At last, Ashley Williams appeared before her, helping her gently down from the tire.  The days of any Spectre-like acrobatics from Shepard were long over.

“Liara was asking for you,” Ashley said, pointing in the direction of a faded sign across the road.  "That way."

It was an easy thing to miss amongst the broken asphalt and overgrown vegetation: a narrow path that cut its way through a forest of dead trees.

Shepard nodded.  “We’re here then?”

Ash inclined her head.  “Heard it used to be the most beautiful place on Earth.”  She frowned, taking in the brown, desiccated trees to the west, and the barren plains to the east.  “Not sure I see it.”

Despite the change in color, the sight brought back a lot of forgotten memories for Shepard.  Fifteen years ago she had gotten off a bus at this exact spot.  Right next to that trail across the road was a familiar, but faded sign.  ‘Knife's Edge Trail overlooking Mosi-oa-Tunya.'  They were here all right.  The Smoke That Thunders; one of the most striking waterfalls on Earth.  “It was… once.”

Ashley said nothing else before turning away.  Every place on Earth had been beautiful.

Shepard took one last look around, noting the deep valley of the Zambezi River and the wind-swept wreckage of a city across the border to what was once Zimbabwe.  Victoria Falls, she believed it had been called.  She'd stayed there overnight, in one of those flattened mounds whose twisted metal beams now sparkled in the low sunlight.

A few hundred clicks beyond was the capital city, Harare.  Reapers were rumored to be in the area, but that’s all they had to go on; rumors.  There wasn’t any official Alliance intel.  Not anymore.  It was up to Shepard to lead an army of a few thousand tired and disillusioned soldiers against an enemy that controlled an entire galaxy.

All they could do was keep fighting, no matter the odds.

So that was their convoy's destination, once the bridge over the lower canyon was repaired at any rate.  Already, engineers were working on that too.  Not a single order needed to be given.

As always, the reaper’s exact plans were inscrutable.  They wiped out entire nations, and left others untouched.  They killed some unarmed humans on the spot, and sacrificed huge numbers to capture others alive.  There was no logic behind any of it.  All anyone could be sure of was that they were all going to die.  And if they didn’t die?  Well, she remembered the Collectors.  Perhaps that was even worse.

In the early days, intel had been full of reports on what the reapers were up to.  Camps had been set up all over the planet, and Shepard and her makeshift army had seen what happened there first hand as they went from camp to camp, trying to liberate the survivors.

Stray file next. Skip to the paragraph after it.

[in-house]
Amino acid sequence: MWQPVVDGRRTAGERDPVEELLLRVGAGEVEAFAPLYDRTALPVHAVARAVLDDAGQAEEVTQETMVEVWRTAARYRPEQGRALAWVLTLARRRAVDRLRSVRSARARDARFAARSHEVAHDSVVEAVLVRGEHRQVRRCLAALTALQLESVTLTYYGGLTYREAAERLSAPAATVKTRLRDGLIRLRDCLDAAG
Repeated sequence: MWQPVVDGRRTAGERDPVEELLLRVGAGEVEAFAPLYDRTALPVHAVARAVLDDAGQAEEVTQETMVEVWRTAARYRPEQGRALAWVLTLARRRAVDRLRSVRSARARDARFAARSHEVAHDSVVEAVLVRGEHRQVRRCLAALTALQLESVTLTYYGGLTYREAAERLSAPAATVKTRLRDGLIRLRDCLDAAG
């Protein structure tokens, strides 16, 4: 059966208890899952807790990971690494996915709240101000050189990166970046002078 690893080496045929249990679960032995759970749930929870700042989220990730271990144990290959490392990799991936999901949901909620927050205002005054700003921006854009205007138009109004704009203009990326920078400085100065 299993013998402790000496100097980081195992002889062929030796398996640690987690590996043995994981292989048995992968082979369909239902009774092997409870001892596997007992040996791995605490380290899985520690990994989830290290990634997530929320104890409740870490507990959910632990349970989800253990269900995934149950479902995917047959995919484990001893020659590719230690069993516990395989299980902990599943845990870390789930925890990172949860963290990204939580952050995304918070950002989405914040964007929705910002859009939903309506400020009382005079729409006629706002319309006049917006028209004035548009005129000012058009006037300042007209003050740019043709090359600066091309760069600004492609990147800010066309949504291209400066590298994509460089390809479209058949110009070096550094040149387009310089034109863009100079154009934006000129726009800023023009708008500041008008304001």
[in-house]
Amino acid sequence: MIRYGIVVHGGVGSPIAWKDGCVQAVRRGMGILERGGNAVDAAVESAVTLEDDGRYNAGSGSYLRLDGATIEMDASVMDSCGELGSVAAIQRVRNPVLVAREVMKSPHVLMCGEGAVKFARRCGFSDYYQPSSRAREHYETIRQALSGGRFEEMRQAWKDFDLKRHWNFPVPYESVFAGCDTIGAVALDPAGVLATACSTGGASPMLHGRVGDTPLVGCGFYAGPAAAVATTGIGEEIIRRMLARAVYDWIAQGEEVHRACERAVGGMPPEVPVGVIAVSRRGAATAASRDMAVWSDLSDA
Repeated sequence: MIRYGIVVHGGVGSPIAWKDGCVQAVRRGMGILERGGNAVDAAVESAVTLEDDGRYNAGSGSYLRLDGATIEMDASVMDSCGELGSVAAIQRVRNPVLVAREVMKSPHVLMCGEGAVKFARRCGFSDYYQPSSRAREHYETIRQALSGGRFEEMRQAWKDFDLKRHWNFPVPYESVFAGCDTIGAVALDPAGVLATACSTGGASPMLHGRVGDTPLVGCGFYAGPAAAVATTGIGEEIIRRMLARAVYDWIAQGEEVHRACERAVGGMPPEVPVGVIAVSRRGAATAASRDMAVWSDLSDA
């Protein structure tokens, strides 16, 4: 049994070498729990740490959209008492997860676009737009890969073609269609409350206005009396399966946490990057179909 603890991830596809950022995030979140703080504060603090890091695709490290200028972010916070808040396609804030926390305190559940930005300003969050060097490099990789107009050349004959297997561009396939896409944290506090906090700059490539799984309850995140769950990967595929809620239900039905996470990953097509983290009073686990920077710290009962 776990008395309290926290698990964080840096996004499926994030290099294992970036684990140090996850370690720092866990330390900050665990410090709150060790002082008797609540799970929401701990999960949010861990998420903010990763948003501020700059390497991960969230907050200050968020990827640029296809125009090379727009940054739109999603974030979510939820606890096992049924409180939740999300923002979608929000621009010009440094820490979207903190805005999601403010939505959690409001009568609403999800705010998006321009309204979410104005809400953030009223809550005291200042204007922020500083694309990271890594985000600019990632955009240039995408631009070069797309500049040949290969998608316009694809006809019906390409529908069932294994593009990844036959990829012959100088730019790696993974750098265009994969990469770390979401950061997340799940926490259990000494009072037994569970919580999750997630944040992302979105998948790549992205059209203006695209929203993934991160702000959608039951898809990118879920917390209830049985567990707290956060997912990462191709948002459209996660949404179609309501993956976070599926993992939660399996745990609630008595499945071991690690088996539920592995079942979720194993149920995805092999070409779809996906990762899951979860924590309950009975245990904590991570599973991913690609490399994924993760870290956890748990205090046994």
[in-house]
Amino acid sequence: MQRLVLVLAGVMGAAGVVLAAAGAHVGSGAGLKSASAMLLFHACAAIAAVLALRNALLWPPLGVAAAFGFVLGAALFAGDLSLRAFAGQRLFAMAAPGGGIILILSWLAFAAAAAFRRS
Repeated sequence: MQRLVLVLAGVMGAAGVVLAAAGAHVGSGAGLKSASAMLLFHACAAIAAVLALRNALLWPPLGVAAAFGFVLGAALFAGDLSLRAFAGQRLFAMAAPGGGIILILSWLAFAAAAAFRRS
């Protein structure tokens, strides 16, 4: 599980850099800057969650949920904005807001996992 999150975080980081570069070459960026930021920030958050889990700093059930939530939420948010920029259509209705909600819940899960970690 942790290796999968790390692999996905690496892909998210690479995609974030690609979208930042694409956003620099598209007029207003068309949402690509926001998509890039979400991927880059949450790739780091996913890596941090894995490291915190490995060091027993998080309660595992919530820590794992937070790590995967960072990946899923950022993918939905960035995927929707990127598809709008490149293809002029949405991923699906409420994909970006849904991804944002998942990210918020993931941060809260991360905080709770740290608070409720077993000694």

Even among the unindoctrinated, there were many who didn’t want to be freed.  After all, what hope did Shepard’s army really have to offer them?  A life trailing behind a convoy, being shot at by god-machines?  She couldn’t blame them for collaborating.  Hunger was a powerful motivator.  It was a fact of life she understood all too well now.  Her own soldiers killed practically every creature they came across in order to keep it at bay.  There was no other way to survive.

She made her way across the road, trucks and soldiers on foot all stopping as she passed, saluting her, or paying their respects, or just doing what they thought they were supposed to.  It was hard to tell anymore, not when every single one of them seemed a thousand miles away, caught up in their own memories of a better life, haunted by the things they had seen, just as she was.

Her optical implant fed a constant stream of information to her eyes.  It pointed out recently disturbed grass on the overgrown path before her, giving her something to follow.  Once in the dried up forest, Shepard let herself breathe again.  For a second, one could almost imagine the world as it used to be: green, full of life, endless, ageless...

The Earth would always be there.

Now she wasn't so sure.

As she ascended the path, the gentle vibration of the ground began to still.  All was silent except for the faint never-ending hiss in her ears.  Just her and her memories.  Her steps quickened.  Thankfully, it didn't take long to pass through the growth of trees and beyond to the edge of a high cliff. 

Less than a hundred meters across the chasm stood Mosi-oa-Tunya.   An impressive drop, but it was no waterfall anymore.  Not an ounce of water could be see trickling over the edge from where she stood, and this during the rainy season. 

It shouldn't have come as a surprise.   She hadn't felt the rain against her skin in months.

The Smoke that Thunders.  A fifteen-hundred meter long torrent of water, roaring continuously for over a hundred-thousand years, as ancient as humanity itself.  One of the Earth's natural wonders - now just a canyon.  An ancient bridge straddled the edge to give long-forgotten tourists a better view, but to Shepard the vista looked more like a quarry than a world heritage site.

She hung her head.  As horrifying as it was, the reapers were doing something beyond processing humans to build their ships.  They were stripping their homeworld of every resource, from the minerals in the soil, to the water in the seas, to the air in the sky.  Already, the rains came less frequently, and that ever present sickly yellowish tint to the air had come on so gradually that sometimes Shepard wondered if she even truly remembered how it had used to look. 

But her optical implant was there, keeping her constantly appraised of the changes.  Oxygen at nineteen-percent.  Air-pressure six-hundred and fifty millibars.  Highly elevated sulfur dioxide levels.  Air as dry as the Atacama Desert.